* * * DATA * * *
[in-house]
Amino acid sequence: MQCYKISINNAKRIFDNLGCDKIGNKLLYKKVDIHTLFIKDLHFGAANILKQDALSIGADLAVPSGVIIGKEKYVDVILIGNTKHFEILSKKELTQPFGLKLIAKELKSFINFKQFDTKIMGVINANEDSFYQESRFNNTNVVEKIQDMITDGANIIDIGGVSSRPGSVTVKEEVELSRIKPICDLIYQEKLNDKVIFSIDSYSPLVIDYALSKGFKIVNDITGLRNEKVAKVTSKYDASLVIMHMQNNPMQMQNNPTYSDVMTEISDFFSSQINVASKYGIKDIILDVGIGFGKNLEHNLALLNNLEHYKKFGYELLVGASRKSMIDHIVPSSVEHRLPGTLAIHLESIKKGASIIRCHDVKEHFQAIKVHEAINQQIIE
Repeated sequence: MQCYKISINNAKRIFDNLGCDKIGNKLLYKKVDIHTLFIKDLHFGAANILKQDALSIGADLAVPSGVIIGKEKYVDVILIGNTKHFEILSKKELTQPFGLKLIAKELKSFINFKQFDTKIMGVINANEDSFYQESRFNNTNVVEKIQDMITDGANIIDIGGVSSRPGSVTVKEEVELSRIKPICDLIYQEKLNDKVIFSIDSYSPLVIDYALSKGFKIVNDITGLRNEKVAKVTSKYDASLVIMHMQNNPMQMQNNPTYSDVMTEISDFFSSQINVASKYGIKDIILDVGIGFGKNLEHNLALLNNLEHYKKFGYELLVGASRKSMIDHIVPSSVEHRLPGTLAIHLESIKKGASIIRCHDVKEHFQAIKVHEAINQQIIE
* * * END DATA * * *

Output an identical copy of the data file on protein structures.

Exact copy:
[in-house]
Amino acid sequence: MQCYKISINNAKRIFDNLGCDKIGNKLLYKKVDIHTLFIKDLHFGAANILKQDALSIGADLAVPSGVIIGKEKYVDVILIGNTKHFEILSKKELTQPFGLKLIAKELKSFINFKQFDTKIMGVINANEDSFYQESRFNNTNVVEKIQDMITDGANIIDIGGVSSRPGSVTVKEEVELSRIKPICDLIYQEKLNDKVIFSIDSYSPLVIDYALSKGFKIVNDITGLRNEKVAKVTSKYDASLVIMHMQNNPMQMQNNPTYSDVMTEISDFFSSQINVASKYGIKDIILDVGIGFGKNLEHNLALLNNLEHYKKFGYELLVGASRKSMIDHIVPSSVEHRLPGTLAIHLESIKKGASIIRCHDVKEHFQAIKVHEAINQQIIE
Repeated sequence: MQCYKISINNAKRIFDNLGCDKIGNKLLYKKVDIHTLFIKDLHFGAANILKQDALSIGADLAVPSGVIIGKEKYVDVILIGNTKHFEILSKKELTQPFGLKLIAKELKSFINFKQFDTKIMGVINANEDSFYQESRFNNTNVVEKIQDMITDGANIIDIGGVSSRPGSVTVKEEVELSRIKPICDLIYQEKLNDKVIFSIDSYSPLVIDYALSKGFKIVNDITGLRNEKVAKVTSKYDASLVIMHMQNNPMQMQNNPTYSDVMTEISDFFSSQINVASKYGIKDIILDVGIGFGKNLEHNLALLNNLEHYKKFGYELLVGASRKSMIDHIVPSSVEHRLPGTLAIHLESIKKGASIIRCHDVKEHFQAIKVHEAINQQIIE